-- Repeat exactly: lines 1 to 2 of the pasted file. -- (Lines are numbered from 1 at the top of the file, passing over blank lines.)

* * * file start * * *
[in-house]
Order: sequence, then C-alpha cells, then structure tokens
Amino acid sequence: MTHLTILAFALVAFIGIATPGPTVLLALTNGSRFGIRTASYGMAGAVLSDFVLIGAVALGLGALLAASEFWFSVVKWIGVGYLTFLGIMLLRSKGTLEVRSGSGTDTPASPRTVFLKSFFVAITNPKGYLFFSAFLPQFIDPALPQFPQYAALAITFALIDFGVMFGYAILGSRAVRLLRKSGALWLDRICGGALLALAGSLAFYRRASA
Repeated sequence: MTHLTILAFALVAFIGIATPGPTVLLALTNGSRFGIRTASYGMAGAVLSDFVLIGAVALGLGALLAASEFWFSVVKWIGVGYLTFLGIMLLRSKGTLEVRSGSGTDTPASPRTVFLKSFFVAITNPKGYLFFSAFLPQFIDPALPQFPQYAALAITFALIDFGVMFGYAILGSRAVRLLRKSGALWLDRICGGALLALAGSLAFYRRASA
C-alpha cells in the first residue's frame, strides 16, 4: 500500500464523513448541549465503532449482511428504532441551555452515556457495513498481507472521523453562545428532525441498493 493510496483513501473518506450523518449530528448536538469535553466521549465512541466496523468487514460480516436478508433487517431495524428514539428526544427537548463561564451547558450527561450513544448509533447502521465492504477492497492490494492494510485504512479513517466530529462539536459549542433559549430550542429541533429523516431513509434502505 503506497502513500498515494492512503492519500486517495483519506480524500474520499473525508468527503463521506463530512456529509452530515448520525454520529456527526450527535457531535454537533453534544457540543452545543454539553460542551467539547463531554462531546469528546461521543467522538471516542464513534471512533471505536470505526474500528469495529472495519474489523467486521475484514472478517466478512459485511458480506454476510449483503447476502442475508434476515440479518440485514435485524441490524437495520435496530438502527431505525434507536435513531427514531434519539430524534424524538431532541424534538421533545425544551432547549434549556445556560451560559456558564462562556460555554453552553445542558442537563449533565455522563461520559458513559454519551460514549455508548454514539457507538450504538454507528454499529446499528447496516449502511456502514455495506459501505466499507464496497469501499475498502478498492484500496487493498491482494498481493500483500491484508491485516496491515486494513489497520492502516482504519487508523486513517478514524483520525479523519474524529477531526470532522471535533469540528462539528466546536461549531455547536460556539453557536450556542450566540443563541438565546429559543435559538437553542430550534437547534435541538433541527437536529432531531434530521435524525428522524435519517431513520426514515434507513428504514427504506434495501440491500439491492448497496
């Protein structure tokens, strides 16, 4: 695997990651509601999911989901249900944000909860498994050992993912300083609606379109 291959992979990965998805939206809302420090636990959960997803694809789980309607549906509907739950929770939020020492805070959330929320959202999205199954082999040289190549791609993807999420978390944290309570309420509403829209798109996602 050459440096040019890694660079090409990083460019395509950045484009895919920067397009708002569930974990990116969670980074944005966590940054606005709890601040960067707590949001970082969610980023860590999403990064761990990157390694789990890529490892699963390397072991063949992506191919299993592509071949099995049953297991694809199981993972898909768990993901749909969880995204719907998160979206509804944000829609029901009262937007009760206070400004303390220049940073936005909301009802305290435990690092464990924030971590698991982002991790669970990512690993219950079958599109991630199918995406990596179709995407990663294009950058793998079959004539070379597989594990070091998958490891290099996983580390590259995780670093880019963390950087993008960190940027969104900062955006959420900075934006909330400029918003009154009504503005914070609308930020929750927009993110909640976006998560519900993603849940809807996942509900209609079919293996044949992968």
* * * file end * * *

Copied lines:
[in-house]
Order: sequence, then C-alpha cells, then structure tokens